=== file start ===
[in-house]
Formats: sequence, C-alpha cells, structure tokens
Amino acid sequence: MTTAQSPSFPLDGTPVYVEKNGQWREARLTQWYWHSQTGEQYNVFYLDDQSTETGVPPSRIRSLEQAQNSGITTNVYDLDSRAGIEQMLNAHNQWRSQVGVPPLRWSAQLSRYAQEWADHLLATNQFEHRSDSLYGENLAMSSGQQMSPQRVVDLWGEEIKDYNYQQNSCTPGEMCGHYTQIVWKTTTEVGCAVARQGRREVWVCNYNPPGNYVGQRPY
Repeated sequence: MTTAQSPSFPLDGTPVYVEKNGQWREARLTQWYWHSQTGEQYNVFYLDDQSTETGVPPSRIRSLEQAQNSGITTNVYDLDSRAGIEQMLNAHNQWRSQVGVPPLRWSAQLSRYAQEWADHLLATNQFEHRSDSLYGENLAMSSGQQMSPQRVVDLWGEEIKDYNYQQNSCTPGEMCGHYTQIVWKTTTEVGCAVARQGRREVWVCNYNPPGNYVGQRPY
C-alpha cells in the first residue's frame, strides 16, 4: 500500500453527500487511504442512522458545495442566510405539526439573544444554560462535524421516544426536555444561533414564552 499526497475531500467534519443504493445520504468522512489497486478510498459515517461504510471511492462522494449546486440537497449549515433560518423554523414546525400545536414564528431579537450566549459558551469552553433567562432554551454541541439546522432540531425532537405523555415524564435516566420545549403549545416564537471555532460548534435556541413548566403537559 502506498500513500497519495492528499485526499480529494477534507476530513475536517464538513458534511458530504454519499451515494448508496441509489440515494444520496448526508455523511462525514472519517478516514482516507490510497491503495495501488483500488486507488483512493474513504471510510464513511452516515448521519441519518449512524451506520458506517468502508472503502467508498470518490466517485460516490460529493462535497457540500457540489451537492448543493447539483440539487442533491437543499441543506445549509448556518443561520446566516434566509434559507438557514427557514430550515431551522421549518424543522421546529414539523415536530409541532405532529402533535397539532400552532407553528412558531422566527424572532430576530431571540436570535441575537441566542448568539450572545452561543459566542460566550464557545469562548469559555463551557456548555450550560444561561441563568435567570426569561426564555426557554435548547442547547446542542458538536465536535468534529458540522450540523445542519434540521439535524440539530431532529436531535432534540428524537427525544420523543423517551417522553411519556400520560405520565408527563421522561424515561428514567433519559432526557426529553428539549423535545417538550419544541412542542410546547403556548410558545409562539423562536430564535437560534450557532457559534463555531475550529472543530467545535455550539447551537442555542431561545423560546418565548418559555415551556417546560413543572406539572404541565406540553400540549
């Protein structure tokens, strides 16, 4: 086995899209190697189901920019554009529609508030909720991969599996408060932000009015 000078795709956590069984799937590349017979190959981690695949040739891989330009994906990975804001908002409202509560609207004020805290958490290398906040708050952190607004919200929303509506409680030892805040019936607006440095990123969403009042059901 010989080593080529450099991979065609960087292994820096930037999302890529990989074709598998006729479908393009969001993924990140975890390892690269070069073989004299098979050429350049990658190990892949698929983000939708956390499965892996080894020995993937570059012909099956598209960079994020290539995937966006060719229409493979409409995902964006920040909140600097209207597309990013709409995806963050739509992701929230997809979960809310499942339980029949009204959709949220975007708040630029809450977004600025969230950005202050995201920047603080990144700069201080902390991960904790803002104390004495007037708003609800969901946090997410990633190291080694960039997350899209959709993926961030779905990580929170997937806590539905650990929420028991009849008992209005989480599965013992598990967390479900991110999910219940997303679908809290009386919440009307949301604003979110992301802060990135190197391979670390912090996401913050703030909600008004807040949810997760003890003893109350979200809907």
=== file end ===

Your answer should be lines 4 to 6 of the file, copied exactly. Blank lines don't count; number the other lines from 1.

Repeated sequence: MTTAQSPSFPLDGTPVYVEKNGQWREARLTQWYWHSQTGEQYNVFYLDDQSTETGVPPSRIRSLEQAQNSGITTNVYDLDSRAGIEQMLNAHNQWRSQVGVPPLRWSAQLSRYAQEWADHLLATNQFEHRSDSLYGENLAMSSGQQMSPQRVVDLWGEEIKDYNYQQNSCTPGEMCGHYTQIVWKTTTEVGCAVARQGRREVWVCNYNPPGNYVGQRPY
C-alpha cells in the first residue's frame, strides 16, 4: 500500500453527500487511504442512522458545495442566510405539526439573544444554560462535524421516544426536555444561533414564552 499526497475531500467534519443504493445520504468522512489497486478510498459515517461504510471511492462522494449546486440537497449549515433560518423554523414546525400545536414564528431579537450566549459558551469552553433567562432554551454541541439546522432540531425532537405523555415524564435516566420545549403549545416564537471555532460548534435556541413548566403537559 502506498500513500497519495492528499485526499480529494477534507476530513475536517464538513458534511458530504454519499451515494448508496441509489440515494444520496448526508455523511462525514472519517478516514482516507490510497491503495495501488483500488486507488483512493474513504471510510464513511452516515448521519441519518449512524451506520458506517468502508472503502467508498470518490466517485460516490460529493462535497457540500457540489451537492448543493447539483440539487442533491437543499441543506445549509448556518443561520446566516434566509434559507438557514427557514430550515431551522421549518424543522421546529414539523415536530409541532405532529402533535397539532400552532407553528412558531422566527424572532430576530431571540436570535441575537441566542448568539450572545452561543459566542460566550464557545469562548469559555463551557456548555450550560444561561441563568435567570426569561426564555426557554435548547442547547446542542458538536465536535468534529458540522450540523445542519434540521439535524440539530431532529436531535432534540428524537427525544420523543423517551417522553411519556400520560405520565408527563421522561424515561428514567433519559432526557426529553428539549423535545417538550419544541412542542410546547403556548410558545409562539423562536430564535437560534450557532457559534463555531475550529472543530467545535455550539447551537442555542431561545423560546418565548418559555415551556417546560413543572406539572404541565406540553400540549
């Protein structure tokens, strides 16, 4: 086995899209190697189901920019554009529609508030909720991969599996408060932000009015 000078795709956590069984799937590349017979190959981690695949040739891989330009994906990975804001908002409202509560609207004020805290958490290398906040708050952190607004919200929303509506409680030892805040019936607006440095990123969403009042059901 010989080593080529450099991979065609960087292994820096930037999302890529990989074709598998006729479908393009969001993924990140975890390892690269070069073989004299098979050429350049990658190990892949698929983000939708956390499965892996080894020995993937570059012909099956598209960079994020290539995937966006060719229409493979409409995902964006920040909140600097209207597309990013709409995806963050739509992701929230997809979960809310499942339980029949009204959709949220975007708040630029809450977004600025969230950005202050995201920047603080990144700069201080902390991960904790803002104390004495007037708003609800969901946090997410990633190291080694960039997350899209959709993926961030779905990580929170997937806590539905650990929420028991009849008992209005989480599965013992598990967390479900991110999910219940997303679908809290009386919440009307949301604003979110992301802060990135190197391979670390912090996401913050703030909600008004807040949810997760003890003893109350979200809907």